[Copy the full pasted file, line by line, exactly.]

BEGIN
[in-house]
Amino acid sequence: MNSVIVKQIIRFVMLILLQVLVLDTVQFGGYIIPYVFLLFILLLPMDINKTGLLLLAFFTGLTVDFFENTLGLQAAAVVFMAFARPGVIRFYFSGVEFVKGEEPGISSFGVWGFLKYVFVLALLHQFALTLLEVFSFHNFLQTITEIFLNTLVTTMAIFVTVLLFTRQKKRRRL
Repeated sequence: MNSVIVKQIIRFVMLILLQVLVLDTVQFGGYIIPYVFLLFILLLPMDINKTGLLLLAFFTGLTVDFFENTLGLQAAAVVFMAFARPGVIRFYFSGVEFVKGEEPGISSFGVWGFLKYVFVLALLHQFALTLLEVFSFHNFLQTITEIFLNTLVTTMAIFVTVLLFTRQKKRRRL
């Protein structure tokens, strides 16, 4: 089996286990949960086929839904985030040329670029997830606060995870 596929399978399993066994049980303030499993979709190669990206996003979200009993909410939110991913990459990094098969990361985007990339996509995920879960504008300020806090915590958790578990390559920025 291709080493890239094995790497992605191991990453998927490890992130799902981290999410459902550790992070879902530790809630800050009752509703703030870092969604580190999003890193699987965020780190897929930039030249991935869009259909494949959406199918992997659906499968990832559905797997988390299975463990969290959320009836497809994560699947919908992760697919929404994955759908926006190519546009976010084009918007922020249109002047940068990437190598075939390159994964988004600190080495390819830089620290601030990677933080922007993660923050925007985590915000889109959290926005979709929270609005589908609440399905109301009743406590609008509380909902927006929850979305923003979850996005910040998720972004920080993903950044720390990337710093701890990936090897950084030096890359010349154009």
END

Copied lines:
[in-house]
Amino acid sequence: MNSVIVKQIIRFVMLILLQVLVLDTVQFGGYIIPYVFLLFILLLPMDINKTGLLLLAFFTGLTVDFFENTLGLQAAAVVFMAFARPGVIRFYFSGVEFVKGEEPGISSFGVWGFLKYVFVLALLHQFALTLLEVFSFHNFLQTITEIFLNTLVTTMAIFVTVLLFTRQKKRRRL
Repeated sequence: MNSVIVKQIIRFVMLILLQVLVLDTVQFGGYIIPYVFLLFILLLPMDINKTGLLLLAFFTGLTVDFFENTLGLQAAAVVFMAFARPGVIRFYFSGVEFVKGEEPGISSFGVWGFLKYVFVLALLHQFALTLLEVFSFHNFLQTITEIFLNTLVTTMAIFVTVLLFTRQKKRRRL
């Protein structure tokens, strides 16, 4: 089996286990949960086929839904985030040329670029997830606060995870 596929399978399993066994049980303030499993979709190669990206996003979200009993909410939110991913990459990094098969990361985007990339996509995920879960504008300020806090915590958790578990390559920025 291709080493890239094995790497992605191991990453998927490890992130799902981290999410459902550790992070879902530790809630800050009752509703703030870092969604580190999003890193699987965020780190897929930039030249991935869009259909494949959406199918992997659906499968990832559905797997988390299975463990969290959320009836497809994560699947919908992760697919929404994955759908926006190519546009976010084009918007922020249109002047940068990437190598075939390159994964988004600190080495390819830089620290601030990677933080922007993660923050925007985590915000889109959290926005979709929270609005589908609440399905109301009743406590609008509380909902927006929850979305923003979850996005910040998720972004920080993903950044720390990337710093701890990936090897950084030096890359010349154009």